The idea of banned accounts returning to the platform “frightens me,” he said. “We did a lot of campaigning to shut down some militia-owned hate speech accounts, so imagine all those accounts back on Twitter.”
Croatia: Canaries in the coal mine
Ana Brakus doesn’t spend much time on Twitter.
The executive director of Faktograf, a fact-checking organization in Croatia, is too busy debunking false claims on Facebook (which pays her organization for this work) to worry about a social network that has few users in his country. What she sees through Twitter, adds Brakus, are false or harmful messages from Serbian users that eventually find their way into the Croatian air after being picked up by the country’s media or other networks. social.
That’s not to say she’s happy with the way Musk handles Twitter.
Her willingness to cut off the company’s trust, safety, and online content moderation teams fills her with dread. “It really is a cautionary tale of how regulators sometimes move too slowly, especially in relation to these platforms,” she said. “When a company’s management wants to implement big changes, they can do it.”
Platforms have struggled to tackle lies in languages other than English, and Brakus fears other networks — including fringe sites like encrypted messaging service Telegram — will see the backlash of Twitter on content moderation as a playbook to follow. Brakus is concerned that Twitter is not honoring its commitments to crack down on misinformation.
Musk is focused on Twitter’s business in the United States, but “a huge percentage of their user base, probably well over 80%, is from non-English speaking countries,” she said. “What they’re saying is that the harm your users are going to go through in a certain place is greater than elsewhere.”
Nigeria: More of the same neglect
When it comes to Nigeria, Twitter – even before Musk’s takeover – didn’t pay much attention.
In the West African country of more than 200 million people, local activists say the social network has failed to respond to their repeated demands to crack down on fake accounts, remove suspicious content and even to engage with democratic groups. This counts ahead of national elections in Nigeria next year.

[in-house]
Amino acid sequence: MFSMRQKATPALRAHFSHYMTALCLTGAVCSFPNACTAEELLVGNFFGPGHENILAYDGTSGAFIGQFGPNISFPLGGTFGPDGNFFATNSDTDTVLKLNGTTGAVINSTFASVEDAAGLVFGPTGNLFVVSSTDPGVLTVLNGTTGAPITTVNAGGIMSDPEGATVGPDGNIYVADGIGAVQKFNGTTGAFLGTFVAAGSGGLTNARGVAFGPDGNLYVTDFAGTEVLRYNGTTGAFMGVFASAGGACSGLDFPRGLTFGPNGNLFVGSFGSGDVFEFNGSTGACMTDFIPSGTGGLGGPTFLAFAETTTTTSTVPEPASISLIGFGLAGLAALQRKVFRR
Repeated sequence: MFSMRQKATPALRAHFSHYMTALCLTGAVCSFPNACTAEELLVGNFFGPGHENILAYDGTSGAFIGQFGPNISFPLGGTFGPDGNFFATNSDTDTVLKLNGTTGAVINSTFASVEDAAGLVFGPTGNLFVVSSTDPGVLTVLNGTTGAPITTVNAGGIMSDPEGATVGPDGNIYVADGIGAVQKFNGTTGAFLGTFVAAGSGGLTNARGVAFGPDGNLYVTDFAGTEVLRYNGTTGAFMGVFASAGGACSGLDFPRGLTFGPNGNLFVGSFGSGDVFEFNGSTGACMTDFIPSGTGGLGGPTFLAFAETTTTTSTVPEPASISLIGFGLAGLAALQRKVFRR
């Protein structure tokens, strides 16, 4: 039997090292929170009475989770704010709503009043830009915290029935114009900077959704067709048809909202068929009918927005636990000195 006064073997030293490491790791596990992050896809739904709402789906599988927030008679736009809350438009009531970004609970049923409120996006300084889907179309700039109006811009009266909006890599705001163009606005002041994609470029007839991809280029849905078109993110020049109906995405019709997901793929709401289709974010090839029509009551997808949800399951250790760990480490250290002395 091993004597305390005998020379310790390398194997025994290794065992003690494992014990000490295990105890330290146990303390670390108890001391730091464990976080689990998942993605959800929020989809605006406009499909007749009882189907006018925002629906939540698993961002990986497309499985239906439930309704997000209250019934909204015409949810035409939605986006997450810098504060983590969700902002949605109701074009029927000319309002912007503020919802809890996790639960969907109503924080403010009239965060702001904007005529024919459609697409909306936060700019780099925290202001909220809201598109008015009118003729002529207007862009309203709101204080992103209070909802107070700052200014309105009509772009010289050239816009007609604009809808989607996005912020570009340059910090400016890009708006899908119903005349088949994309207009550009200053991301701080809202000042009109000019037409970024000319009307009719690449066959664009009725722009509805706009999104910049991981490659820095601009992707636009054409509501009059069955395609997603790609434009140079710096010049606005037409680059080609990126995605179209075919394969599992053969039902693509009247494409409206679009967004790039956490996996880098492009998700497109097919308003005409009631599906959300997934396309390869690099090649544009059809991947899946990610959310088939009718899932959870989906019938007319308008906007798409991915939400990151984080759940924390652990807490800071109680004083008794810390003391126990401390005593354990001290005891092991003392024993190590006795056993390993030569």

“Our Twitter experience is nothing like that of the user in the United States,” said Rosemary Ajayi of the Digital Africa Research Lab, which tracks social media misuse across the continent. Case in point: Local Nigerian users successfully purchased verified blue ticks on Twitter for around $5,000 in direct violation of the company’s current rules, according to the Nigerian researcher.
“We have bad actors, including those who engage in coordinated inauthentic behavior and others who evade suspension, who are repeatedly verified even after reporting these accounts,” she added.
Ajayi has done his part to make Twitter a better place in Nigeria and other West African countries. She worked at the company for two years and campaigned internally to take down a fake verified account, which posed as the country’s ruling political party and amassed more than a million followers.
The Nigerian government also banned the platform for seven months until early 2022 after it deleted tweets from the country’s president. Twitter agreed to set up a local office and pay taxes in the country to be reintegrated.
After quitting Twitter, the digital rights activist said she had written to Twitter’s public policy and human rights officials three times since May urging them to tackle online threats against the upcoming election in Nigeria. As of this writing, Ajayi has yet to receive a response.
Argentina: Waiting for his Trump moment
Pablo M. Fernández has little to be ashamed of — yet.
As executive director of Chequeado, an Argentine fact-checking group with ties to similar organizations across Latin America, he has ties to Twitter’s public policy team despite the mass layoffs.
“We still have direct contact with two people,” he said. “It’s complicated because what are you going to do? That’s what we did.”
In Argentina, most people prefer to use WhatsApp, where groups of users in the tens of thousands share news and gossip with just a few swipes of their smartphone. But Twitter still plays a vital role. Politicians rely on Musk’s network to deliver information to news outlets, which then broadcast those messages through newspapers and television. What’s trending on Twitter can always be on the news.
Yet just as Jair Bolsonaro, Brazil’s right-wing incumbent president, has used the social network to sow discontent and division, Fernández sees similar tendencies in some Argentinian politicians – even if no one has yet gone as far as Bolsonaro. or Donald Trump in their use. of Twitter to ignite local voters.
Fernández’s organization is now playing cat and mouse with Twitter to figure out what Musk’s new regime will look like. “We have an election next year, so for us it’s really important to know what’s going to happen with Twitter,” he added.